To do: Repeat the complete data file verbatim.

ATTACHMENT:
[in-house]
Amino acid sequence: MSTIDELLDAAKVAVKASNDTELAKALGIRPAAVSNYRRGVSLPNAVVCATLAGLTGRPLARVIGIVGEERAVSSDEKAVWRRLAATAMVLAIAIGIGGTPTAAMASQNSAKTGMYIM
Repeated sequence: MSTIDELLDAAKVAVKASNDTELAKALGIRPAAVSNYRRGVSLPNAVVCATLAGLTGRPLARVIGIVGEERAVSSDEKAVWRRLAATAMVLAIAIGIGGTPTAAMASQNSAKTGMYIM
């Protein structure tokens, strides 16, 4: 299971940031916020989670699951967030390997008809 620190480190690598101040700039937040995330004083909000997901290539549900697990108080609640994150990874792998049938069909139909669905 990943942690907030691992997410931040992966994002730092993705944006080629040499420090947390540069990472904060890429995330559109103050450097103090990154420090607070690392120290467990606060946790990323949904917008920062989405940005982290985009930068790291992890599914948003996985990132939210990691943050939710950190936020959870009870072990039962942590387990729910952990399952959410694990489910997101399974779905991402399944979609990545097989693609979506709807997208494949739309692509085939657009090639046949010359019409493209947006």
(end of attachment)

[in-house]
Amino acid sequence: MSTIDELLDAAKVAVKASNDTELAKALGIRPAAVSNYRRGVSLPNAVVCATLAGLTGRPLARVIGIVGEERAVSSDEKAVWRRLAATAMVLAIAIGIGGTPTAAMASQNSAKTGMYIM
Repeated sequence: MSTIDELLDAAKVAVKASNDTELAKALGIRPAAVSNYRRGVSLPNAVVCATLAGLTGRPLARVIGIVGEERAVSSDEKAVWRRLAATAMVLAIAIGIGGTPTAAMASQNSAKTGMYIM
């Protein structure tokens, strides 16, 4: 299971940031916020989670699951967030390997008809 620190480190690598101040700039937040995330004083909000997901290539549900697990108080609640994150990874792998049938069909139909669905 990943942690907030691992997410931040992966994002730092993705944006080629040499420090947390540069990472904060890429995330559109103050450097103090990154420090607070690392120290467990606060946790990323949904917008920062989405940005982290985009930068790291992890599914948003996985990132939210990691943050939710950190936020959870009870072990039962942590387990729910952990399952959410694990489910997101399974779905991402399944979609990545097989693609979506709807997208494949739309692509085939657009090639046949010359019409493209947006």